Archive for October, 2009

Benjamin Gott Proves Boxed Water is Better

Friday, October 30th, 2009

Check out the transcript of RFC’s conversation with Benjamin Gott.

Back in late September we wrote a blog featuring Boxed Water is Better, a water company that takes a more environmental approach than your traditional bottled water company. Boxed Water is Better is a company based out of Grand Rapids, Michigan that distributes water in cartons oppose to plastic bottles. The concept derives from the environmental issues that are caused by the overwhelming amount of plastic bottles entering landfills.

We were lucky enough to get in touch with the founder and designer of Boxed Water is Better, Benjamin Gott. He agreed to be a guest on our Recycling for Charities Podcast Radio Show to sit down and answer all of our questions about Boxed Water is Better.
Benjamin Gott

It all started with a simple idea of creating a new bottled water brand. Sounds simple right? Well Gott didn’t want it to be just like every other brand. He wanted one that was kinder to the environment and also gives back at the same time. His solution was instead of packaging water in a plastic bottle he would bring back the old school carton and use that instead. Hence, the name Boxed Water is Better.


2010 Olympics Will Use Recycle E-Waste for Medals

Thursday, October 29th, 2009

The 2010 Winter Olympics in Vancouver will feature an Olympic medal first. Not only will every single medal handed out at the Olympics be different, but they also will be made of recycled electronic waste or e-waste. The 2010 Winter Olympics will be one of the first to take on a sustainability and conservation initiatives philosophy and correlate it with the games. In part of doing this Vancouver’s metal industry leader, Teck Resources is manufacturing all of the Olympic medals out of recycled metals recovered from old electronics. This is a great for our mother earth, as e-waste continues to be a growing concern for our environment.

Teck Resources is acquiring the metal materials from the smelting of various old electronics. Whether it be from cathode raytube glass, computer parts, or circuit boards each medal will be made up from electrical parts. The process involves the shredding, separating, and heating the electrical parts, then combining the byproducts with metals from other sources. As of now Teck resources is producing more than 1,000 medals for the 2010 games.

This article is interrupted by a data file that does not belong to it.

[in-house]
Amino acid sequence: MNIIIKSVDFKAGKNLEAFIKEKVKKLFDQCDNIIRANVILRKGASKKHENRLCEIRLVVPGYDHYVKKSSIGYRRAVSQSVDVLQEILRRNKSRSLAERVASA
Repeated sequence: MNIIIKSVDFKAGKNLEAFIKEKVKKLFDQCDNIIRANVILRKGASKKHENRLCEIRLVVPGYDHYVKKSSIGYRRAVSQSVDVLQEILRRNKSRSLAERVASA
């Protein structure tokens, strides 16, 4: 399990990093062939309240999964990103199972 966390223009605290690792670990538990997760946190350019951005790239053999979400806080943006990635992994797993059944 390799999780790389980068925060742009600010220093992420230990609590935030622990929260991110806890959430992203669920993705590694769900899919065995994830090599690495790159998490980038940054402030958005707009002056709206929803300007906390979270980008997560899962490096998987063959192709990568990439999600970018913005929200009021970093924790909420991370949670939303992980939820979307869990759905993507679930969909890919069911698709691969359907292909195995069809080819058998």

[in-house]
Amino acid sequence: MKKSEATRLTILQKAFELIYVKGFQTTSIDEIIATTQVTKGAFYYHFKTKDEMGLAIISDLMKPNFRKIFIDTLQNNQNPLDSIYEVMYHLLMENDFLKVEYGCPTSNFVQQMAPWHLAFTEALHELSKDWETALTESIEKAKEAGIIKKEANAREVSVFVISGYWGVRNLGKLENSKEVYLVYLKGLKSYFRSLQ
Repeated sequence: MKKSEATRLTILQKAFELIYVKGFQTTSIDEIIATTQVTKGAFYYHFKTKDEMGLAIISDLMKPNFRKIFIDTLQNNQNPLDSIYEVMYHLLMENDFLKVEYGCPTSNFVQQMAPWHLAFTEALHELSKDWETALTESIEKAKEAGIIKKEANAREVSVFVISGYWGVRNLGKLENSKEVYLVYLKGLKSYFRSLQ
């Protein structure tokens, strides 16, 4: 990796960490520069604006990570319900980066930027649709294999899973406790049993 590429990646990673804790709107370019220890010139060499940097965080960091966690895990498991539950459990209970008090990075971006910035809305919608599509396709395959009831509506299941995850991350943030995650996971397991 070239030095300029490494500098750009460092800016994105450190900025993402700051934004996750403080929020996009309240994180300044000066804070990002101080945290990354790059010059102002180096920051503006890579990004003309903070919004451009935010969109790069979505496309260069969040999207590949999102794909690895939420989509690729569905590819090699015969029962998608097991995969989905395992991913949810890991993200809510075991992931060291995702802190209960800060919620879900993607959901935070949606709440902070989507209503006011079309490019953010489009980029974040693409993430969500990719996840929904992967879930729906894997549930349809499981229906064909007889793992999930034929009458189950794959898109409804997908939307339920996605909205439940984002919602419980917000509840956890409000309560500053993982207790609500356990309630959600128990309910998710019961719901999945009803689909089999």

Don’t forget to recycle your own running shoes!

Wednesday, October 28th, 2009

Back in 1993 Nike introduced their “Reuse-a-Shoe” program which was their effort to keep their shoes out of landfills. It has been over 15 years since this program launched and Nike has recycled more than one and a half million pairs of athletic shoes each year. All of Nike’s brand shoes are recyclable. They used the recycled material in their products of Nike Grind Rubber, Foam and Upper.

For example, Nike Grind Foam is made from the midsoles and then incorporated into basketball and tennis court surfaces. The fabric from the Nike Grind upper is reused as padding for volleyball and indoor basketball courts. Just incase you can’t picture how many shoes that is; it would take about 2,500 pairs to make a basketball or tennis court and over 75,000 to make a running track. Not only do they recycle their shoes into athletic surfaces but they also use them for buttons and accessories on their new Nike items as well.

Nike generously accepts all brands of shoes into their recycle program but they only want running, walking or athletic shoes. They will not accept cleats or shoes with metal on them along with dress shoes, sandals or flip-flops.